Species resolution and global distribution of microreticulate dinoflagellate cysts

Chris J S Bolch, M J Reynolds

Research output: Contribution to journalArticle

31 Citations (Scopus)

Abstract

The distribution, abundance and morphology of microreticulate dinoflagellate cysts were examined from samples collected from the coastal waters of Australia, the Baltic Sea, Hong Kong and Uruguay. On the basis of a combination of size range, variation in microreticulate pattern, and cyst wall colour, the three microreticulate species Gymnodinium catenatum (36-62 mum diameter), Gymnodinium nolleri (25-40 mum) and Gymnodinium microreticulatum (17-29 mum) could be distinguished. Only G. catenatum and G. microreticulatum were found at Australian sites. Gymnodinium microreticulatum was rare but widespread in sediments from Tasmania and temperate and tropical sites on mainland Australia, whereas G. catenatum was restricted to the eastern coast of Tasmania, southern Victoria, Port Lincoln [South Australia (SA)] and the Hawkesbury Estuary [New South Wales (NSW)]. Significant variation in G. catenatum mean cyst size was observed between sites, with mean diameters varying from 40.1 mum (Hawkesbury River, NSW) to 52.3 mum (Port Lincoln SA). Laboratory experiments suggest that cyst size may be predominantly a genetically determined, population-specific character, rather than being influenced by environmental parameters. Using the species criteria refined from the dataset, existing reports of microreticulate cysts are re-examined, and the global distribution of microreticulate cyst species and the biogeography of the toxic dinoflagellate G. catenatum are re-evaluated.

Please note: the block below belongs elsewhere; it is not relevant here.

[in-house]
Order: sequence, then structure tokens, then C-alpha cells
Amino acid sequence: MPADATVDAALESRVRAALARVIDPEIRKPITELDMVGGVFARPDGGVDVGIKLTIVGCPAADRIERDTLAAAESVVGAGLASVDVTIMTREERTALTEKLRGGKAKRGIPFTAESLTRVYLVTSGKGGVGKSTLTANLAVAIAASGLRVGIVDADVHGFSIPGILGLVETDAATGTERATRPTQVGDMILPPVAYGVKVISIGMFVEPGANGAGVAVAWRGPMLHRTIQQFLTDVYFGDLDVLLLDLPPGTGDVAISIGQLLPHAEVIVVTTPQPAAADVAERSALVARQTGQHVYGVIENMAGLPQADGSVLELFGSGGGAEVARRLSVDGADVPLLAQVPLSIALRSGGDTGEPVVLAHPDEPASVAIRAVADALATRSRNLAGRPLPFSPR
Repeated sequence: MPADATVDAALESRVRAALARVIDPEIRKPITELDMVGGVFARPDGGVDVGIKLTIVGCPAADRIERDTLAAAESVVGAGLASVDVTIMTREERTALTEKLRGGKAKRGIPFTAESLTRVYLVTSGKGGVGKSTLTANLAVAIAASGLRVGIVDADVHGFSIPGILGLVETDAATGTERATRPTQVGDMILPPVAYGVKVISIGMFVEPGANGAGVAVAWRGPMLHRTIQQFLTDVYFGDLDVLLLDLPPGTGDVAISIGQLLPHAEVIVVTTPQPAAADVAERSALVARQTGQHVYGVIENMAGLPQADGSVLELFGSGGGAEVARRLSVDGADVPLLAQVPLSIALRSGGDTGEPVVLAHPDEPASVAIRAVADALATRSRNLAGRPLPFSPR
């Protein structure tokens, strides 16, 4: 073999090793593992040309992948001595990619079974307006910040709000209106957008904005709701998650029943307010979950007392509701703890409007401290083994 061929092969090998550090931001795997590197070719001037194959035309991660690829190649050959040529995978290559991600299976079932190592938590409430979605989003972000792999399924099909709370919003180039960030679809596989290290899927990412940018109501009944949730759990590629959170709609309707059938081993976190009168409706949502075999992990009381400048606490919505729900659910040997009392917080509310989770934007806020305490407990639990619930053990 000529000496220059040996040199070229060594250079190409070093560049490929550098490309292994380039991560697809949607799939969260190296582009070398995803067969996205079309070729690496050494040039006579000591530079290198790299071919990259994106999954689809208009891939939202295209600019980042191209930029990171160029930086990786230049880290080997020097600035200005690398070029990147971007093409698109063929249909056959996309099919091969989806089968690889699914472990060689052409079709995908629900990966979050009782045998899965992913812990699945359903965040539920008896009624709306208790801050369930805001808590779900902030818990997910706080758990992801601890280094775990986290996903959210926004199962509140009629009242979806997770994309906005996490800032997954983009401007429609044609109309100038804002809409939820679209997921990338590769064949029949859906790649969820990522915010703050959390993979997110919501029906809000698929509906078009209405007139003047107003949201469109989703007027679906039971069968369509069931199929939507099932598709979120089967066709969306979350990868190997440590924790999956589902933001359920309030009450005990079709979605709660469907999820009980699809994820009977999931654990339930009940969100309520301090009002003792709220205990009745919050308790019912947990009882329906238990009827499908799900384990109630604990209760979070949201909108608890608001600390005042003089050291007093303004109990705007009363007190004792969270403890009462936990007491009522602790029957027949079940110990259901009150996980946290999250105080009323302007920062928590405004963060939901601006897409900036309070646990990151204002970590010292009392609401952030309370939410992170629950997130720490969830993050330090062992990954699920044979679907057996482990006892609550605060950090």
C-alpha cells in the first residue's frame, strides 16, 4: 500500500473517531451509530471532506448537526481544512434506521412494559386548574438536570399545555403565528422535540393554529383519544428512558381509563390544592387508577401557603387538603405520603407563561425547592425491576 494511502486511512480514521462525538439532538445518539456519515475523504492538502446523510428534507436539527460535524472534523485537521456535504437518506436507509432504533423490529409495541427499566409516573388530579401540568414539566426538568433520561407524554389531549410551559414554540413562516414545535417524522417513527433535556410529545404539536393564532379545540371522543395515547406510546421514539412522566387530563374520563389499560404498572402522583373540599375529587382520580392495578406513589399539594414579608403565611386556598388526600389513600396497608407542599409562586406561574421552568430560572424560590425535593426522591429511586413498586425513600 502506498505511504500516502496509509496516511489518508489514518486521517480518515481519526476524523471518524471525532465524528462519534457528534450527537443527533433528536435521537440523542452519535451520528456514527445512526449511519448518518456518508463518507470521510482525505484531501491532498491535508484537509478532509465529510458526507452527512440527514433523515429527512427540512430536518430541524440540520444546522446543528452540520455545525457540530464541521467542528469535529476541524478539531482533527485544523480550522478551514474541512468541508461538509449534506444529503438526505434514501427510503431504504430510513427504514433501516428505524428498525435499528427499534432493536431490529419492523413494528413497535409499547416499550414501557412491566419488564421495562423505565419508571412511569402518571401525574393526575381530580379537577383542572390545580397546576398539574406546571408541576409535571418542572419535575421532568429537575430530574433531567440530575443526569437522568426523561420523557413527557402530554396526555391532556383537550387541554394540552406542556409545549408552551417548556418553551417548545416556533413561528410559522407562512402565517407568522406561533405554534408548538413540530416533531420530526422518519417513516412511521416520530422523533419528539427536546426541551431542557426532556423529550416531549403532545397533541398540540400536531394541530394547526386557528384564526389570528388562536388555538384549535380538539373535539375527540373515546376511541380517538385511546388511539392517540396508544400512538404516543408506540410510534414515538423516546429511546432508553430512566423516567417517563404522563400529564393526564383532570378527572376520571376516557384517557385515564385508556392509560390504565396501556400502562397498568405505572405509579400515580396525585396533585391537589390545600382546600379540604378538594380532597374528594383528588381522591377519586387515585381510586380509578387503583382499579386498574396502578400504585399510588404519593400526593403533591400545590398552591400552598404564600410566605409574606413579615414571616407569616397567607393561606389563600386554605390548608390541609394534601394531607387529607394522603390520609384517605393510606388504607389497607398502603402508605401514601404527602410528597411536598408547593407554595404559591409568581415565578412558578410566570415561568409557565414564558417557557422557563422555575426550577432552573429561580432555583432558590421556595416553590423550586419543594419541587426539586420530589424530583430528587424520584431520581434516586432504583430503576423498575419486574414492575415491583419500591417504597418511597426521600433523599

Original languageEnglish
Pages (from-to)565-578
Number of pages14
JournalJ PLANKTON RES
Issue number4
DOIs
Publication statusPublished - 2002

Keywords

  • RECENT MARINE-SEDIMENTS
  • WATERS
  • Marine & Freshwater Biology
  • RESTING CYSTS
  • SP-NOV DINOPHYCEAE
  • GYMNODINIUM-CATENATUM DINOPHYCEAE
  • Oceanography
  • HOLOCENE
  • PLANKTON
  • COASTAL SEDIMENTS
  • AUSTRALIA
  • GRAHAM DINOPHYCEAE

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